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61 years old
United States
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Thorne Smith

Anne Jeffreys - Marion Kerby (53 episodes, 1953-1955)

Robert Sterling - George Kerby (53 episodes, 1953-1955)

Leo G. Carroll - Cosmo Topper (53 episodes, 1953-1955)

Lee Patrick - Henrietta Topper (40 episodes, 1953-1955)

Thurston Hall - Mr. Schuyler (20 episodes, 1953-1955)

Buck - Neil (19 episodes, 1953-1955)

Kathleen Freeman - Katie (10 episodes, 1953-1954)

United States

John W. Loveton - Producer / Co-Executive Producer (13 episodes, 1954)

Bernard Schubert - Producer (13 episodes, 1954)

Lew Landers (11 episodes, 1954-1955)

Paul Landres (5 episodes, 1954)

Philip Rapp (3 episodes, 1953-1954)

Leslie Goodwins (2 episodes, 1954-1955)



October 9, 1953 – July 15, 1955

Roy Ingraham, Charles Koff & Edward Paul – composers

Robert Sterling,Marion Kirby,Leo G. Carroll,Buck,Topper Robert Sterling,Leo G. Carroll,Anne Jeffries,Topper Topper Cast

Oh-so-square banker Cosmo Topper is haunted by the ghosts of George and Marion Kerby and their alcoholic Saint Bernard, Neil. Only Topper (and the audience) can see the ghosts, which leads to many merry misadventures and misunderstandings.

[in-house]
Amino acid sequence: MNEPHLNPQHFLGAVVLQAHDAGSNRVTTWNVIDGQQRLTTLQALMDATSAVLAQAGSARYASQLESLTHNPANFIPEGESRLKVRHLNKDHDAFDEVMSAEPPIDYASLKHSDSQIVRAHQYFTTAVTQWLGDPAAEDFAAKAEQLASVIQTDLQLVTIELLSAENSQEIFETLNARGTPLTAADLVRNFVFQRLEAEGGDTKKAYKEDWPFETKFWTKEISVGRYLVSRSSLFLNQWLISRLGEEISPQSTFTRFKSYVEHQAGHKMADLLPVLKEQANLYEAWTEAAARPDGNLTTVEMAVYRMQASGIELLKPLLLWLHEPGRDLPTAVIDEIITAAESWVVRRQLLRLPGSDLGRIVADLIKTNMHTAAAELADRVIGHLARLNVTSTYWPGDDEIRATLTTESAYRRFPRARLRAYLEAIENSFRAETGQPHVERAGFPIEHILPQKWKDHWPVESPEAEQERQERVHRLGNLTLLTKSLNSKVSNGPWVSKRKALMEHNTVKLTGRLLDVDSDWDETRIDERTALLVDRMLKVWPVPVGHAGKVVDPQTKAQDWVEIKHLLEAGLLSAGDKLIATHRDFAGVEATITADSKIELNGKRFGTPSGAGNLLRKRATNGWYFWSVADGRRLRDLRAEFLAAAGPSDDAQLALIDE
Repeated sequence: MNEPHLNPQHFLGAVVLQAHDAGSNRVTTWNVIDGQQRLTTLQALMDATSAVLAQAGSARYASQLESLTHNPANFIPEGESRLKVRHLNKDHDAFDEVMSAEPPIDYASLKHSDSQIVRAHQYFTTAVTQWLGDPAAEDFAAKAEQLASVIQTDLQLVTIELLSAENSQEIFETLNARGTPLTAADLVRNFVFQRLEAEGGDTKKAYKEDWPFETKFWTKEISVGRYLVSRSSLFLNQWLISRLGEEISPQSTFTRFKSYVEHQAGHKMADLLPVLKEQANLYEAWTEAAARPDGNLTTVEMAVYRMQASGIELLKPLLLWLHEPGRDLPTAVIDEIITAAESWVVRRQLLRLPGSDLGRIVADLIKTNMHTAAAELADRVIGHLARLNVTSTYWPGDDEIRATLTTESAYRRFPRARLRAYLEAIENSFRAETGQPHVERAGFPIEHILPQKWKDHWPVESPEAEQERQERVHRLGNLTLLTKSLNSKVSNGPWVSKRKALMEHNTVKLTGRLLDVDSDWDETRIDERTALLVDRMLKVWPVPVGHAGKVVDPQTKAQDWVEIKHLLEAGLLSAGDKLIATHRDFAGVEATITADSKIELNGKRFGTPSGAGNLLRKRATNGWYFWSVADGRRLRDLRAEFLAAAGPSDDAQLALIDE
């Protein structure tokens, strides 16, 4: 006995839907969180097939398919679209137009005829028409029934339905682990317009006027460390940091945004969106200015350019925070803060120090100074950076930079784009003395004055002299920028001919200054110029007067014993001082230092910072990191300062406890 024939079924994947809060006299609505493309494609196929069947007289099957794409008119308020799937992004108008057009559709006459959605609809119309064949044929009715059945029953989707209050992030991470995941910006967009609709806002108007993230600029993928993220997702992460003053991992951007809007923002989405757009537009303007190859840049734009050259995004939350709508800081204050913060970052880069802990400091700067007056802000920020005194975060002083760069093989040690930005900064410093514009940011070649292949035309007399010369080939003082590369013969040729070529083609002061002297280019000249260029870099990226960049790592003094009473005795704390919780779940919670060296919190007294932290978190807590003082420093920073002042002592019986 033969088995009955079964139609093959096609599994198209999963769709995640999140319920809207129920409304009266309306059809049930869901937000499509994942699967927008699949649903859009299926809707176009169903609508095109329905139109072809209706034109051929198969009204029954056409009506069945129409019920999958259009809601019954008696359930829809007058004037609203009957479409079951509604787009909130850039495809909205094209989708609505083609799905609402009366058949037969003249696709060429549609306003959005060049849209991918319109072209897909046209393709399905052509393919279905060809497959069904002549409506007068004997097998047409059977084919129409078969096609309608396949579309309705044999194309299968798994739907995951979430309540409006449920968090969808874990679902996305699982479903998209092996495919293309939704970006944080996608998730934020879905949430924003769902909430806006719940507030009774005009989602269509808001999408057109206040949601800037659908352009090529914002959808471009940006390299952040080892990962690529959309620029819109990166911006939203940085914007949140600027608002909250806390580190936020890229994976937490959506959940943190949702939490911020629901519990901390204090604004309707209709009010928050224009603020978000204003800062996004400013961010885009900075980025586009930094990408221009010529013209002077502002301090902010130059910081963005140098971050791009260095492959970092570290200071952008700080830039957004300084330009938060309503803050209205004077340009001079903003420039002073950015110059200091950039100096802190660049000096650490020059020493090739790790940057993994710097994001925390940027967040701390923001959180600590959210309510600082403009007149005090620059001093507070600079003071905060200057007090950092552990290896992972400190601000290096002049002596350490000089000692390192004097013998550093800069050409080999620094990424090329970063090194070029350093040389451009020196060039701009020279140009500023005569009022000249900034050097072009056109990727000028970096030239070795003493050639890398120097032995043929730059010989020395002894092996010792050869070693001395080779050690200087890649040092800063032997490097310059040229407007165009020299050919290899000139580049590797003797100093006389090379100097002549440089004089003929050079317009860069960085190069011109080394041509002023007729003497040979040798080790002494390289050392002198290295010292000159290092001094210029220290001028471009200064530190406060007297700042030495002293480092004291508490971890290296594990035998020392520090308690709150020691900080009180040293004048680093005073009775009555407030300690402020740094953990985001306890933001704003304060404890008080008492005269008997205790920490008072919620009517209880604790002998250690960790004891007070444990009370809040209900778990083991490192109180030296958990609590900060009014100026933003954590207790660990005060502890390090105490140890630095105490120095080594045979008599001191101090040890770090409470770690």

It's common knowledge that Hollywood in the 1950s was a hotbed of wild-eyed radicals and pinko commies, with writers among the worst offenders. Although that hero of the ultra-right, Senator Joseph McCarthy, tried to clean up that dirty town, he was stymied by such liberals as newsman Edward R. Murrow. Want proof that McCarthy was absolutely right about the subversive motives of Tinseltown? Just look at the television series Topper.

Cosmo Topper and his wife of twenty-five years, Henrietta, find that their new home's previous owners, a couple named Kerby, are still occupying it. The catch is, this pair of squatters are ghosts, a flamboyant couple who had died in an avalanche but didn't have the common decency to stay dead. The Kerbys (played by the glamorous real-life marrieds Anne Jeffreys and Robert Sterling) and their lush of a Saint Bernard, Neil, insist on rocking the Toppers' status quo at every turn. Thanks to these radical spirits, the banker's upstanding American way of life is constantly compromised.

While a bunch of crazy people can be funny by themselves, give a bunch of kooks someone sane to bounce off of and the fun really begins. Take Judd Hirsch at the center of Taxi, Eddie Albert as the only voice of reason in Hooterville, or Jane Curtin in 3rd Rock from the Sun. Straight man extraordinaire George Burns, Raymond Bailey's Mr. Drysdale...they all bear the heavy burden of sanity in a world gone cuckoo. Cosmo Topper, as played by the unflappable Leo G. Carroll handled this chaos better than most. Never losing his temper, he was instead rather resigned to his position, and always had the perfect explanation when the supernatural occurred.